14 February 1997


The encouraging news for the beef industry is that 1996 is over – and that there is some confidence prices for clean beef are sustainable at about 105-110p/kg. On the downside, clean cattle numbers may increase now that producers have adjusted their systems to finish cattle at under 30 months.

While cattle over 30 months have started entering the human food chain under the Beef Assurance Scheme, eligible carcasses must comply with strict criteria outlined by one producer in this supplement.

The industry has also to see the impact of the calf slaughter scheme on availability of finished cattle next autumn and on the suckler calf price.

Meanwhile, progress made towards lifting the export ban on British beef is slow. The governments certified herd scheme proposals to see beef from certain BSE-free carcasses taken for export raises the unwelcome prospect of a two-tier price system.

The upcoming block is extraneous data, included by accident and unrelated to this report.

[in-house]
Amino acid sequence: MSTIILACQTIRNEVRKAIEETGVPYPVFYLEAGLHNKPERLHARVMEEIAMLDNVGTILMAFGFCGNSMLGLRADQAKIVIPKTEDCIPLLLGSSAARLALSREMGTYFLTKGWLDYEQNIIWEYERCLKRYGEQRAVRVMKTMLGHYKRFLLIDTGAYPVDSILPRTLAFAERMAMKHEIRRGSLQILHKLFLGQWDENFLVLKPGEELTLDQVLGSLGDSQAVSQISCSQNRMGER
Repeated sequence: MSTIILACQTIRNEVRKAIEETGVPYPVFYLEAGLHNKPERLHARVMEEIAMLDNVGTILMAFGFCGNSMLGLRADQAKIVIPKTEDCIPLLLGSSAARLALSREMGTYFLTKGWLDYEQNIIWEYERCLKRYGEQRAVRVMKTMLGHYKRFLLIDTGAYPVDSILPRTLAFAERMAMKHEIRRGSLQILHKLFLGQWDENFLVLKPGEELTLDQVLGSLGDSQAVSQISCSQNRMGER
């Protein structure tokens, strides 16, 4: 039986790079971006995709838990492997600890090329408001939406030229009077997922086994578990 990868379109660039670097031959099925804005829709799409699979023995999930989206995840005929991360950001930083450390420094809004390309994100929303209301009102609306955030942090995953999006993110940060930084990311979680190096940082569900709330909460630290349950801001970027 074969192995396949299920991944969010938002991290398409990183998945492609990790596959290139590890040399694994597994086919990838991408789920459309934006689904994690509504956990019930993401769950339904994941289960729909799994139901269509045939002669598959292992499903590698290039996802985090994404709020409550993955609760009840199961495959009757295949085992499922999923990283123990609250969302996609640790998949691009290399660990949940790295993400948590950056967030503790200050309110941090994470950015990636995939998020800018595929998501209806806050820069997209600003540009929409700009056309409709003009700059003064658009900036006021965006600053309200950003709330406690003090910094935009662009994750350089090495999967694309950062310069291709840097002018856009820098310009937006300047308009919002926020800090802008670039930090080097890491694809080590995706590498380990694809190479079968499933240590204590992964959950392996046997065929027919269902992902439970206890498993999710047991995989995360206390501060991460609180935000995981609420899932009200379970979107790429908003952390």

And the selective cull underway to speed lifting of the export ban is hitting some dairy herds hard and putting replacement stock at a premium. There is likely to be increased demand for beef breeding stock as well.

Some producers keen to improve traceability will change to rearing home-bred replacements and here the choice of breeds will be paramount – milkiness should be given priority when selecting breeds.

Top genetics will also be important as margins are squeezed – and this is also true for the dairy sector – which faces lower milk prices. Managing these high merit animals effectively also comes under the spotlight in this supplement.

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